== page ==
There are other, similarly unconvincing repercussions, but to pick at them misses the charm of the book. Yes, tunnelling thousands of miles across the Abyssal Plane is … unlikely to say the least. Yes, the stiff Victorian-ness of key characters seems unlikely — just because the empire persisted, does not mean it stood still. But Augustus Washington’s journey by giant lumbering gas-powered helicopter, his battles with the forces of sabotage, privilege and misunderstanding, the races against time, the rescues and cliff-hangers, these things make this a fun read. Perhaps not a scholarly one, even the author admits!
These days, we would consider the book as steampunk And it is. I can’t say I’ve read a lot of steampunk, so I hesitate to recommend this to the modern connoisseur; but it would certainly be worth a look. Harrison wrote a lot of pretty ordinary SF. While his work was popular and widely available, no one considers him as the genre at its most literary. The books he is most well known for are fast actioners like the Stainless Steel Rat books, and another parallel universe series, the West of Eden books, which are in many ways his most major achievement.
This book deserves to be ranked up there with his most highly regarded books. It is still mostly about fast action, but it places it in an interesting time and place. Though there are some pretty cardboard characters, Harrison does not play them false and maintains excellent control of tone. Harrison’ s grip on the required terminology and appropriate technology is solid and never takes you out of the story — as long as the preposterous tunnel of the title doesn’t bother you too much.
I believe this is also known by the inferior title Tunnel through the deeps. By either name, it’s what I would call ‘a good read‘. Perhaps find it in a different, more carefully edited edition, though. While Harrison’s prose and characters never jerked me out of the story, the errors certainly did!
It makes a good airport novel; read it while you fly over the Atlantic, and imagine spending half a day hurtling through an evacuated tunnel inside a sealed can towed by nuclear powered steam locomotive. It’s a glorious vision of a world that never was.
The table of contents for CSFG’s upcoming anthology A Hand of Knaves has just been released. I am pleased to announced that my story “A Moment’s Peace” is in the mix. (It’s a fantasy-world burglary featuring a point man with an unusual condition). You can see the full list of authors and titles here. A…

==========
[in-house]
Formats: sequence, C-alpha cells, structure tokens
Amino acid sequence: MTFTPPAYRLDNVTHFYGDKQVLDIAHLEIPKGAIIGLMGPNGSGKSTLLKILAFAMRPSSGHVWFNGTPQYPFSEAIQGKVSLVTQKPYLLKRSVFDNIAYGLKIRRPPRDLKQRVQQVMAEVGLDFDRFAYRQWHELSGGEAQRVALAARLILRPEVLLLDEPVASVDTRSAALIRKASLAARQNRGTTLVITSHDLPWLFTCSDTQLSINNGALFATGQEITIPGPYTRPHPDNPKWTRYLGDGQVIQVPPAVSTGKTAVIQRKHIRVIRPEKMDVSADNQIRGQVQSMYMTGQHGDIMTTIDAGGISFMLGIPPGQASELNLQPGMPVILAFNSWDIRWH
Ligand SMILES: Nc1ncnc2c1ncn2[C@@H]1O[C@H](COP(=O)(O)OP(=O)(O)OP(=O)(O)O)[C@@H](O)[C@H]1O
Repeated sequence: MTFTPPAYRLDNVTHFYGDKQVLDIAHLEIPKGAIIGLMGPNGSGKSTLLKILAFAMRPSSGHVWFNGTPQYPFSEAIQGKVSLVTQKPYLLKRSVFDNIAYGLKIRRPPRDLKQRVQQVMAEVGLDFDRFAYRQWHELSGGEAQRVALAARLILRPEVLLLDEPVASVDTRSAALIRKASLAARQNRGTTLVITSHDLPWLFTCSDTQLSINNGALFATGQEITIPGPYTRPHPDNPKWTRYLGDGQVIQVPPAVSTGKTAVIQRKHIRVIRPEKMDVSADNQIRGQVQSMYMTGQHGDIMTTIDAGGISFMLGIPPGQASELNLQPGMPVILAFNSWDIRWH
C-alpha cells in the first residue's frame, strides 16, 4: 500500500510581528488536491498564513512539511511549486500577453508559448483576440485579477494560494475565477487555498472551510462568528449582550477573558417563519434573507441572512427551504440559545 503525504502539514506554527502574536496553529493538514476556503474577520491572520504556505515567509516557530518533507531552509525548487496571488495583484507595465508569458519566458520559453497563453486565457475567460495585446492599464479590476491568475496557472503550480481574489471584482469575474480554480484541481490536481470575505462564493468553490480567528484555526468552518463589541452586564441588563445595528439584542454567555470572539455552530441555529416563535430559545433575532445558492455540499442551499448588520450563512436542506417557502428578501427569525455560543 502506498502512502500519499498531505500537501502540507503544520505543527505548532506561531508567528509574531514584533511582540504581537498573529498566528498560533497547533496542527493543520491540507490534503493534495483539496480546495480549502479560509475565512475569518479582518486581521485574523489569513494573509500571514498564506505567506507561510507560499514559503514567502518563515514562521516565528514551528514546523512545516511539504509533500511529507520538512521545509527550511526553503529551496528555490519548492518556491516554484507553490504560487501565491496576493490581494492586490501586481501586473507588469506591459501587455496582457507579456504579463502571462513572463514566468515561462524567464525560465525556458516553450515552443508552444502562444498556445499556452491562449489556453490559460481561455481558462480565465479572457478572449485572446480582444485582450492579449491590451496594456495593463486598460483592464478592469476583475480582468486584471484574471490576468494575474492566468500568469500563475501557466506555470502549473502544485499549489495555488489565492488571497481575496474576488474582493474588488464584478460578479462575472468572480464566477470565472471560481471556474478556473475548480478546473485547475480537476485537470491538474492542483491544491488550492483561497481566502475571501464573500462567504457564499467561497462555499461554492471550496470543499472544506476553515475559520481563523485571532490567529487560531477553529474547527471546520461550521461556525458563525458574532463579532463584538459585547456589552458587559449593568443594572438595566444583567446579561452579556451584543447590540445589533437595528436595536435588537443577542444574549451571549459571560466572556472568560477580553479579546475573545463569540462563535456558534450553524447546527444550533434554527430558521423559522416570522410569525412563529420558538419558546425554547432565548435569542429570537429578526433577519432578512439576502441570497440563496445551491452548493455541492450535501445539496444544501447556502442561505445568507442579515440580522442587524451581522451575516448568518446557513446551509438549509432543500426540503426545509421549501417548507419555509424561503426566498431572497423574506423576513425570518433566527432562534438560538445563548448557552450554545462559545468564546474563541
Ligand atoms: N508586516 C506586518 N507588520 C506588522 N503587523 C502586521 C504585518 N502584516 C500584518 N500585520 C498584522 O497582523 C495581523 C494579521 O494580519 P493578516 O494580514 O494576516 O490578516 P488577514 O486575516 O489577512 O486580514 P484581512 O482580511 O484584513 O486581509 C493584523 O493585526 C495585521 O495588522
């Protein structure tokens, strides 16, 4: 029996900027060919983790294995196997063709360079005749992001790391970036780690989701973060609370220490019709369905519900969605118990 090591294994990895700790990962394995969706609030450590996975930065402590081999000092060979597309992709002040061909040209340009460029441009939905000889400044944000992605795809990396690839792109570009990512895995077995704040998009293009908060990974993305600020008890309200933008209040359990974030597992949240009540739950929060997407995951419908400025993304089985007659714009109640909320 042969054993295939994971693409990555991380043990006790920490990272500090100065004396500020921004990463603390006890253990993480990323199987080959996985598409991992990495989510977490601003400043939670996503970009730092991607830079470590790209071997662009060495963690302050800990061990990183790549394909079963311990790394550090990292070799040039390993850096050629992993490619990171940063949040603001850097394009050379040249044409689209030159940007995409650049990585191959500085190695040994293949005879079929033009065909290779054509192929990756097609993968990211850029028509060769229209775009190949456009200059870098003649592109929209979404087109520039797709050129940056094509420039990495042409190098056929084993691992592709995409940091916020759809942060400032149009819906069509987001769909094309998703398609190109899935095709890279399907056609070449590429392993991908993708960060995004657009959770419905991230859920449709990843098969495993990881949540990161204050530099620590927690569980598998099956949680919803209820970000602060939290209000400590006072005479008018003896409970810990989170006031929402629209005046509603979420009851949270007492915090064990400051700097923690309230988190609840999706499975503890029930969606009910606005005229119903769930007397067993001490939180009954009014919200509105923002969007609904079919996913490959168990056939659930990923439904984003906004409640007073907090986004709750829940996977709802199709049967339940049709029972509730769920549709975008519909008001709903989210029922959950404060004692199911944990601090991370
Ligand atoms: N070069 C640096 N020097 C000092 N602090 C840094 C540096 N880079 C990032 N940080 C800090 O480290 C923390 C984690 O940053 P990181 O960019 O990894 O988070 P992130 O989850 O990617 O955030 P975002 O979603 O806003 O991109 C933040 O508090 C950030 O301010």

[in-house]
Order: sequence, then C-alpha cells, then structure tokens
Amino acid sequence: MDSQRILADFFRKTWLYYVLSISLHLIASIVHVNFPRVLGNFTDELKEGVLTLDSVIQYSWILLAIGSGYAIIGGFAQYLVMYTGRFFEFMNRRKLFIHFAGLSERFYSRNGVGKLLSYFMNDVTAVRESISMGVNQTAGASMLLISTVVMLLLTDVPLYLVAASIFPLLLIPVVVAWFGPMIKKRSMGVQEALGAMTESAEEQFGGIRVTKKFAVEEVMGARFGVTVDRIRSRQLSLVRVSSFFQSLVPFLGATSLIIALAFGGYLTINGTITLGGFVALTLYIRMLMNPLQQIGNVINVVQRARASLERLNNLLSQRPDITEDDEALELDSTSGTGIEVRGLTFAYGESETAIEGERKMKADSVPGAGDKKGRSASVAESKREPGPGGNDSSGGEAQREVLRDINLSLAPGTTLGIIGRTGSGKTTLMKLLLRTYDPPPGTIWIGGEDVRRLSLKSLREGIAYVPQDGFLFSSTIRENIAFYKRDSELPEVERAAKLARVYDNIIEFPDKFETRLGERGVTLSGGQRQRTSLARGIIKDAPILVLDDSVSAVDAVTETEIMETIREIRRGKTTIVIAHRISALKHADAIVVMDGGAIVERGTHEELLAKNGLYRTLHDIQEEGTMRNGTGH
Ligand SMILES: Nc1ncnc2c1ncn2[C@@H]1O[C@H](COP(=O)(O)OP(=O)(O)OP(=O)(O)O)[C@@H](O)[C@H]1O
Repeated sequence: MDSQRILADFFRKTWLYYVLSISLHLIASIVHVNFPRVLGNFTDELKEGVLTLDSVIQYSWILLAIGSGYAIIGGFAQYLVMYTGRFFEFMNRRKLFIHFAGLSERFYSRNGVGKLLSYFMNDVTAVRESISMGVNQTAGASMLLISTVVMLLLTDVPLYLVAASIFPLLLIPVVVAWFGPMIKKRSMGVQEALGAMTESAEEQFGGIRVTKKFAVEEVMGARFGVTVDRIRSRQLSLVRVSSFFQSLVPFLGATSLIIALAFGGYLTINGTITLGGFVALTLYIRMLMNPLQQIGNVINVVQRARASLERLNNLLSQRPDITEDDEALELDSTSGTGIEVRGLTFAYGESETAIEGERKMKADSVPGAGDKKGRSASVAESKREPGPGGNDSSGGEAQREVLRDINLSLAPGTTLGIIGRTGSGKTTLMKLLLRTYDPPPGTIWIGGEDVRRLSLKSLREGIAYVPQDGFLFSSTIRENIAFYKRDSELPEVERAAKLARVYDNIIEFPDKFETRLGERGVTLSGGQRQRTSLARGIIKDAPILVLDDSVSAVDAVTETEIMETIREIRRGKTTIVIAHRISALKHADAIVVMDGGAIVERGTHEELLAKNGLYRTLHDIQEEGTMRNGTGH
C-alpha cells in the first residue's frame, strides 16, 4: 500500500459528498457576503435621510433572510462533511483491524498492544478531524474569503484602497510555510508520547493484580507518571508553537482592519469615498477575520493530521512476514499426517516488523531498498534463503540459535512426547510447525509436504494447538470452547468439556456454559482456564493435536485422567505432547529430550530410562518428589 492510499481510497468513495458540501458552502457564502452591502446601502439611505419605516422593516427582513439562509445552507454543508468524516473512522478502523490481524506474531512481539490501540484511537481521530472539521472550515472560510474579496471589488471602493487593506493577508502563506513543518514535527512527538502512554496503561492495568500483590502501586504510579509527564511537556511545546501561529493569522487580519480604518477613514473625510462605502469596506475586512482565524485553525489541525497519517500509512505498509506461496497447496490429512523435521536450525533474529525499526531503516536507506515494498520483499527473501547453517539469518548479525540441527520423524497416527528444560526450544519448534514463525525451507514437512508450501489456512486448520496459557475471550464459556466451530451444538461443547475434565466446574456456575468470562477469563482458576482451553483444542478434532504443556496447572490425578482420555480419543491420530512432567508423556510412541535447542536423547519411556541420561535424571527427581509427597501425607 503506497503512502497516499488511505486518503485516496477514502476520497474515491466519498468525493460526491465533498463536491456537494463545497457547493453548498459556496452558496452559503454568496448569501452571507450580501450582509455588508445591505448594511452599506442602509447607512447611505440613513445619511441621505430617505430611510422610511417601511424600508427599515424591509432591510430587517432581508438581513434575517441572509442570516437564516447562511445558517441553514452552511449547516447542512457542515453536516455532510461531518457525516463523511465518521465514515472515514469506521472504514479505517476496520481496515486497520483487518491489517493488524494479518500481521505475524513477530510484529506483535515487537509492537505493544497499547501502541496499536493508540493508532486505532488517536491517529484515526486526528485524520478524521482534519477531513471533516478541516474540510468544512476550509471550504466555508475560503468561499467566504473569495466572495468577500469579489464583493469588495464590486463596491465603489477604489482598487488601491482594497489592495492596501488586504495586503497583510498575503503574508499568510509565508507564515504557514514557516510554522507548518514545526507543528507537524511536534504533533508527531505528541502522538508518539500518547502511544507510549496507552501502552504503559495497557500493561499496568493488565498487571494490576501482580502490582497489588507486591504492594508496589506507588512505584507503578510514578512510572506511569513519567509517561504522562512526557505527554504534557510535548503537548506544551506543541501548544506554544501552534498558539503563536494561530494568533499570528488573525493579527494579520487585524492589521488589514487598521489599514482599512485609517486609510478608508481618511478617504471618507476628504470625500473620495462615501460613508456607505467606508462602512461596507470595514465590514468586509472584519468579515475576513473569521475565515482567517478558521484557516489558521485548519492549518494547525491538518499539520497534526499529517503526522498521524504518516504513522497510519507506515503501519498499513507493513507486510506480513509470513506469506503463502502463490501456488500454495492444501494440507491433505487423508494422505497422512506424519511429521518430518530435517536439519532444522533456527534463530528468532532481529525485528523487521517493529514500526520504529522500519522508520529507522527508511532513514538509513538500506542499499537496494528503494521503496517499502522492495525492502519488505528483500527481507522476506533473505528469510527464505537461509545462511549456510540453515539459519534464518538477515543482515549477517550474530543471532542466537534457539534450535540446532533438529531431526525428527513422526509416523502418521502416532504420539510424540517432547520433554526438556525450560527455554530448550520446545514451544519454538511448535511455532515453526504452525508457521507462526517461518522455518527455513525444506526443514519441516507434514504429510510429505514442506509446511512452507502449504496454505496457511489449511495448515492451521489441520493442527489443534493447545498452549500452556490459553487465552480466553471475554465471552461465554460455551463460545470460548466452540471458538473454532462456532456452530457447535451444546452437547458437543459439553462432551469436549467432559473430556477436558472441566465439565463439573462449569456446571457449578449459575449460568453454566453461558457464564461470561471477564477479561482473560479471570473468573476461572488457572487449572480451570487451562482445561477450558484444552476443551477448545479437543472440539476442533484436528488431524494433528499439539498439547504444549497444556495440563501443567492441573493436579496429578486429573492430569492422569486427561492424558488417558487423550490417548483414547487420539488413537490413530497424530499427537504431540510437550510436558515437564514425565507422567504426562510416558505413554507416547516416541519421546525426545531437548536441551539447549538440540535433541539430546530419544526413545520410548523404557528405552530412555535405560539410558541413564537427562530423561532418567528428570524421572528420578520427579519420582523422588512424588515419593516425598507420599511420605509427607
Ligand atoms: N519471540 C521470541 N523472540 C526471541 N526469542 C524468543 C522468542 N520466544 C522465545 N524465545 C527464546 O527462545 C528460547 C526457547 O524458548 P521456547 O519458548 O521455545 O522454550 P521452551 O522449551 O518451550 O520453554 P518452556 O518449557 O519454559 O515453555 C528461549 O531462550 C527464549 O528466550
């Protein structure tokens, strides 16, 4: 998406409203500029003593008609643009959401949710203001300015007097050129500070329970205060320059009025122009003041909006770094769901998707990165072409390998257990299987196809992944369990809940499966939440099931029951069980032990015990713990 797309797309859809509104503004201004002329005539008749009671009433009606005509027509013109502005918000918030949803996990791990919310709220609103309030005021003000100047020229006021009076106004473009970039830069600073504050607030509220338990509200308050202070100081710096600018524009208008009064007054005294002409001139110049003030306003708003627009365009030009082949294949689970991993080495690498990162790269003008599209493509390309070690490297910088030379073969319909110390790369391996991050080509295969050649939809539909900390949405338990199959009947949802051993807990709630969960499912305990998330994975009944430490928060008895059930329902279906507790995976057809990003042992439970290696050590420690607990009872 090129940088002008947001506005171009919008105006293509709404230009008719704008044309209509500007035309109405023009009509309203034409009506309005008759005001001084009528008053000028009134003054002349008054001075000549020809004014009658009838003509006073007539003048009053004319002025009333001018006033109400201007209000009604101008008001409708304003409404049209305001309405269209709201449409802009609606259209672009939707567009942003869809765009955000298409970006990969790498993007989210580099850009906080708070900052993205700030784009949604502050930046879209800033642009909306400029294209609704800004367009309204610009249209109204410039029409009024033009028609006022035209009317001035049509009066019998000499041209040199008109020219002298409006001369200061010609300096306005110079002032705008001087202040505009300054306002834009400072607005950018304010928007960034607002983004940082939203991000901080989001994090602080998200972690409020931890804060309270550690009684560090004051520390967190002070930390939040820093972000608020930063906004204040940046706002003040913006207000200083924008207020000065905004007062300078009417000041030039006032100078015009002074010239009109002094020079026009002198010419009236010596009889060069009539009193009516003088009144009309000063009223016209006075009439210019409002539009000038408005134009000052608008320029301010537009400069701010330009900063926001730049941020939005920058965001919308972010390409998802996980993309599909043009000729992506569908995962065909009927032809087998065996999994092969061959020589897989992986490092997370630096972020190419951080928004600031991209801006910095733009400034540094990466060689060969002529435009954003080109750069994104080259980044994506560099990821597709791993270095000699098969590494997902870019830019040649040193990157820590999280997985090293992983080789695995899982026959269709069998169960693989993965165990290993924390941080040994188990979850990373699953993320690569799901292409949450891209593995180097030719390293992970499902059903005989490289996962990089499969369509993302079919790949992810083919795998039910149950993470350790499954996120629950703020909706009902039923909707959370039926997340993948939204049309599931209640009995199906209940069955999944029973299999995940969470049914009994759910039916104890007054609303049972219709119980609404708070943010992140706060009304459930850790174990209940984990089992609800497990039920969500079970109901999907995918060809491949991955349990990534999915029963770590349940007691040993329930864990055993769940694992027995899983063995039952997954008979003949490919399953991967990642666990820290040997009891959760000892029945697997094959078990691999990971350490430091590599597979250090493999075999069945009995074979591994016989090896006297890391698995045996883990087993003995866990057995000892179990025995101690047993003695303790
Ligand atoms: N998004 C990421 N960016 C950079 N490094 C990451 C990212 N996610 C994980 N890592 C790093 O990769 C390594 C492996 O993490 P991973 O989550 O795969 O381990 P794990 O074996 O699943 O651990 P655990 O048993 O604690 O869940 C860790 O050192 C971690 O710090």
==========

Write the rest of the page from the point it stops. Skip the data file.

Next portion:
Why this is subtitled ‘The Complete Peter Cook’ I don’t know. Unless it’s like an epithet, as in ‘you’re a complete twit’; I mean, Peter Cook was clearly a complete Peter Cook, but this book is not the complete Peter Cook, not even close. It admits as much itself. Anyway. If you don’t know, Peter Cook was the funniest man alive until he died, after which he became the funniest man dead, an even greater achievement. By the age of 30 he had had successful reviews in the West End and on Broadway, had starred in movies, started a nightclub and was owner of Private Eye, the satirical newspaper. By the time he was 40 we was kind of over it, and seemed to only bother to exert his still-remarkable talents when there was a point to prove or some pompous public figure to deflate. That his powers remained undimmed until his untimely, alcohol-fuelled death in 1995 is apparent. Perhaps the flood slowed to a meander, but even a cursory look (for example here, at Alan Latchley) shows that the brilliance was still there. John Cleese has come in second on lists of (Brit) ‘comedians’ comedian’ type polls, always to Cook, and he said that whereas it took he and his contemporaries six hours to produce a three minute sketch, it took Cook precisely three minutes, or so it seemed. More than one person has said he seemed to turn on a tap, tune in to some amazing stream of logical absurdity, and just let it flow.
This book samples most of the more significant corners of Cook’s career. From before Beyond the Fringe (he was writing West End shows for Kenneth Williams while still an undergraduate, sharing the writing duties with Harold Pinter and others), through the Fringe, through Not Only… But Also… and Private Eye, on to the depths of Derek and Clive and the last flashes of genius. The book is… amusing. Very funny in a few places. Would it have been as funny were I not familiar with his work? I don’t know. I’ve heard or seen quite a few of these pieces, especially the Pete and Dud and Beyond the Fringe stuff, so I hear the words in my mind’s version of his voice. Most of what he wrote was not written to be read. Indeed, there are often no ‘standard’ written versions at all. Some of the sketches reproduced here were taken from scripts but many were transcribed, because he would improvise and invent. He got bored with fixed material and would change it every night during a run on stage, though there were ‘bits’ that tended to stay.
The book is uneven, of course, because it is a book of bits, (though not bits of a book). Often the funniest stuff is the stuff that works least well on paper. Pete and Dud in the Art Gallery needs to be seen — or at least heard. Even though there are relatively few visual gags and the sketch is essentially a conversation, the gleam in Peter’s eye as he tries to make Dudley corpse, the little smile when he says, “you didn’t spit sandwich at him, did you?” or whatever it is; only when you can see those things does the relationship really come alive and then the lines come to life. The brilliance can be seen on the page, but not fully appreciated without the video. You tube, it’s all there these days.